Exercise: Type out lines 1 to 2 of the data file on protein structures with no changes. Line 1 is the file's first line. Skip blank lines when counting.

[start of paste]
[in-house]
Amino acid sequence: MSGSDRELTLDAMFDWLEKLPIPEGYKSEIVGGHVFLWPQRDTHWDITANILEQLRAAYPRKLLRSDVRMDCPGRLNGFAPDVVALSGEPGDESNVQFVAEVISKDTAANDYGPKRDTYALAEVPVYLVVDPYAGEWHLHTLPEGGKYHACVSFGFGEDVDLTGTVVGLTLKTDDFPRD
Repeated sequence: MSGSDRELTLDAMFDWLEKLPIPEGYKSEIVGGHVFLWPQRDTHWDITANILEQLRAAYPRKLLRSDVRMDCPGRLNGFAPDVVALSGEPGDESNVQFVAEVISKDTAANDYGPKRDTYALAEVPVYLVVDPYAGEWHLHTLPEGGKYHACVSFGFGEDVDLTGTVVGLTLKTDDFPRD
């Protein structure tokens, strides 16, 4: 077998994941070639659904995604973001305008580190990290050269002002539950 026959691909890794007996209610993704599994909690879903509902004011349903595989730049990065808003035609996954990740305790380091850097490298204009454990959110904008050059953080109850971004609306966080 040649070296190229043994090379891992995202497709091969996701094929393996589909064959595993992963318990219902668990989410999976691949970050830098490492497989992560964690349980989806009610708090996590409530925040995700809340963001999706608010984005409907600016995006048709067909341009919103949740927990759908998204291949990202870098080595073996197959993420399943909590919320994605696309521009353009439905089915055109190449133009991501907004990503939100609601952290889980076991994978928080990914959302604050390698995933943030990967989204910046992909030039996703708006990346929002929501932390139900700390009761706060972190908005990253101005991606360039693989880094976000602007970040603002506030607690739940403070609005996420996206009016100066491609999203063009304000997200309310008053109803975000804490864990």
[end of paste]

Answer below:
[in-house]
Amino acid sequence: MSGSDRELTLDAMFDWLEKLPIPEGYKSEIVGGHVFLWPQRDTHWDITANILEQLRAAYPRKLLRSDVRMDCPGRLNGFAPDVVALSGEPGDESNVQFVAEVISKDTAANDYGPKRDTYALAEVPVYLVVDPYAGEWHLHTLPEGGKYHACVSFGFGEDVDLTGTVVGLTLKTDDFPRD